Hebrews 7

In the last verse of chapter 6 the Lord Jesus has been presented to us in two characters. First, as the Forerunner; His arrival in heaven being the preliminary to the arrival there of the children whom God has given Him. Second, as an High Priest after Melchizedec's order, whose ministry ensures the safe arrival of the children, and the fulness of their blessing. This last verse also has completed the digression which began with Hebrews 5: 11, and has brought us back to the exact point we had reached in Hebrews 5: 10.

Consequently in the first verse of chapter 7 we resume the interrupted flow of thought, and the whole chapter is occupied with the contrast between the Priesthood of Christ and that of Aaron. We are made to see the immeasurable superiority of Christ as a Priest of Melchizedec's order; and we hear at least of some of those things, which were hard to be uttered to a people who were dull of hearing. We, being Gentiles, may not have our minds so filled with the faded glories of the Aaronic priesthood, and hence we may not find the theme so difficult.

In the first three verses of our chapter we are given a most graphic summary of all that is recorded of Melchizedec in the latter part of Genesis 14. We learn that he is introduced there with the design of furnishing us with a type of the Son of God. His very name had a meaning, as is so often the case with Biblical names, and interpreted, it means, King of righteousness. He is presented as King of Salem, which interpreted means peace. In the coming millennial age the Lord Jesus will be manifested in just that double character.

Moreover, in the Old Testament story Melchizedec is introduced abruptly; no genealogy is given, no mention is made of his birth, his death, nor of the number of his years, no hint is given of another arising to succeed him in his priestly office. This is the more remarkable inasmuch as Genesis is exactly the book which does furnish us with just those details in regard to the other striking characters that pass across its pages. Why then were these details omitted as regards Melchizedec? Just that he might be a more accurate type of the Son of God. We believe this to be the meaning of the third verse, and not, as some have imagined, that he was some kind of supernatural personage.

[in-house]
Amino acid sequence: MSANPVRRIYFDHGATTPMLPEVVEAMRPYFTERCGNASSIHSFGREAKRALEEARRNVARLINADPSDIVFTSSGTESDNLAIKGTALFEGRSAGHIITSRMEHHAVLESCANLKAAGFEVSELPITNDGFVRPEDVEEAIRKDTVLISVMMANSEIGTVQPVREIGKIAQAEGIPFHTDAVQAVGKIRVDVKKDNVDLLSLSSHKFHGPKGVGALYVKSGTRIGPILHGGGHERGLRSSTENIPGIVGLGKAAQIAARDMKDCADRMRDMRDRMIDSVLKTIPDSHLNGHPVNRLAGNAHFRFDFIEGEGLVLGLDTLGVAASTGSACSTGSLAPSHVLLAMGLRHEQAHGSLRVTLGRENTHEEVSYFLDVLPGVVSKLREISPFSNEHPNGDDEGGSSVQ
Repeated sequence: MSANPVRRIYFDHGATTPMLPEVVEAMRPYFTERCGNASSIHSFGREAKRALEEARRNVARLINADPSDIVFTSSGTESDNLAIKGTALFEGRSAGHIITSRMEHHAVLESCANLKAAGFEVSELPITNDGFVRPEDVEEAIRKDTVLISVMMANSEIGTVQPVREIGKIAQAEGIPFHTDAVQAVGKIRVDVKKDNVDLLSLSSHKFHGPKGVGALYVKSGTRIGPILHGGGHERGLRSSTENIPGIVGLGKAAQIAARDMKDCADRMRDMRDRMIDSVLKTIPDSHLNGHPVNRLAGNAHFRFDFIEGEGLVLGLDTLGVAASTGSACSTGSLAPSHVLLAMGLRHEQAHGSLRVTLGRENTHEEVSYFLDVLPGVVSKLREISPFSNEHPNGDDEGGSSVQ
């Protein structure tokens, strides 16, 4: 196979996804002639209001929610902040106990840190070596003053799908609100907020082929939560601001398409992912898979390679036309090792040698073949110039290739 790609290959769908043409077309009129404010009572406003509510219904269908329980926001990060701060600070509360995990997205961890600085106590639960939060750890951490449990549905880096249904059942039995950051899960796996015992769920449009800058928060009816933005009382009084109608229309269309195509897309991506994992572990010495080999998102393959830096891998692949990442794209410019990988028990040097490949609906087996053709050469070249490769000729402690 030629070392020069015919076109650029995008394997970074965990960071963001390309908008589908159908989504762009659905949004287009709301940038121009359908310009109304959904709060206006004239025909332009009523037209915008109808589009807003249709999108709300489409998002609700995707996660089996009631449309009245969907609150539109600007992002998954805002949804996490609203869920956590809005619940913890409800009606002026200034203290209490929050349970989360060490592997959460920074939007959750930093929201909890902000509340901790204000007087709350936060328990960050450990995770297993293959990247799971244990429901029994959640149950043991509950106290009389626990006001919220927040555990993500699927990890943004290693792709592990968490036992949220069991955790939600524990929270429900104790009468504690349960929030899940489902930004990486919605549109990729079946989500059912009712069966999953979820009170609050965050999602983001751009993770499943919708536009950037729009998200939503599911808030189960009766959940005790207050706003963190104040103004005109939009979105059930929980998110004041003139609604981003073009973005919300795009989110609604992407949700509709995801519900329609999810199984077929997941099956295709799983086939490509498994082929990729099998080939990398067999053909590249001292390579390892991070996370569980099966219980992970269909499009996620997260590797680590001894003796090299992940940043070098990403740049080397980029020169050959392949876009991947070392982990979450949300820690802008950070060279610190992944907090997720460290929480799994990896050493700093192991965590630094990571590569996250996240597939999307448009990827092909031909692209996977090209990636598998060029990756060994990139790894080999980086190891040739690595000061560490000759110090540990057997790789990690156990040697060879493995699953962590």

Having then this condensed summary in our minds we are bidden in verse 4 to consider in detail his greatness as contrasted with Aaron or even Abraham; and that firstly, as shown in connection with the law as to tithes. This occupies verses 4 to 10.

Aaron and his descendants, who came out of the tribe of Levi, were supported by the tithes which they received from the rest of the children of Israel. Yet the patriarch Abraham, out of whom came Levi and Aaron and all his descendants, paid tithes to Melchizedec. Hence it is argued, Levi and Aaron, who were in this way acknowledged as superiors by the rest of Israel, themselves acknowledged Melchizedec as their superior, by Abraham their father.

And further, Abraham, who paid tithes to Melchizedec, also received blessing from him; and it is said, "without all contradiction the less is blessed of the better." So in this way also the superiority of Melchizedec to Abraham and his descendants is established. The point here, be it remembered, is not that Melchizedec was a greater man than Abraham as to his character, or that he knew more of God-as to that we have no information, one way or the other-but simply that he must be acknowledged as holding from God a higher position; and in that higher position or order he was typical of Christ.

Verses 11 to 14 are occupied with another point of the argument, based upon the fact that our Lord sprang out of Juda, and hence had no link with the priests of Aaron's order. He was an altogether different priest and of a different order. What did this show? It showed that perfection had not been reached by the Levitical order of things, and it indicated that a change had come in as regards the whole law-system of which the Levitical priesthood was a part. We shall find rather more detail as to that change when we read the next chapter.

In verses 14 to 19 the argument is enforced by another consideration. Aaron's priesthood was instituted in connection with the law. Christ's priesthood is sustained in the power of endless life. The law is here spoken of as, "the law of a carnal commandment," inasmuch as its commands were all aimed either at curbing and suppressing the evil tendencies of the flesh, or at bringing out of it the good that pleases God. But then, as we are told in the epistle to the Romans, the flesh is not subject to the law of God, and in it no good dwells.